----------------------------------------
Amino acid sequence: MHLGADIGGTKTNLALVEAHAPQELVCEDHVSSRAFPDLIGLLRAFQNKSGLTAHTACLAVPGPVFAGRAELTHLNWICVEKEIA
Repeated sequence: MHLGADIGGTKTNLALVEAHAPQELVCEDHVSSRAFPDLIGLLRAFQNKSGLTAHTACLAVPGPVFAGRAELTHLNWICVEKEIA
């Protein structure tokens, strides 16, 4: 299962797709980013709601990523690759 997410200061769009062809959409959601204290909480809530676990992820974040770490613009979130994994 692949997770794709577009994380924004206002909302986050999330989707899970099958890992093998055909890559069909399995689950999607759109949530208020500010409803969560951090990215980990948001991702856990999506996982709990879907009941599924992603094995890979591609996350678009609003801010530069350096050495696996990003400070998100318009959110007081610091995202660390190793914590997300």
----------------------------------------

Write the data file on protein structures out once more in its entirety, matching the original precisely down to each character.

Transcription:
Amino acid sequence: MHLGADIGGTKTNLALVEAHAPQELVCEDHVSSRAFPDLIGLLRAFQNKSGLTAHTACLAVPGPVFAGRAELTHLNWICVEKEIA
Repeated sequence: MHLGADIGGTKTNLALVEAHAPQELVCEDHVSSRAFPDLIGLLRAFQNKSGLTAHTACLAVPGPVFAGRAELTHLNWICVEKEIA
């Protein structure tokens, strides 16, 4: 299962797709980013709601990523690759 997410200061769009062809959409959601204290909480809530676990992820974040770490613009979130994994 692949997770794709577009994380924004206002909302986050999330989707899970099958890992093998055909890559069909399995689950999607759109949530208020500010409803969560951090990215980990948001991702856990999506996982709990879907009941599924992603094995890979591609996350678009609003801010530069350096050495696996990003400070998100318009959110007081610091995202660390190793914590997300």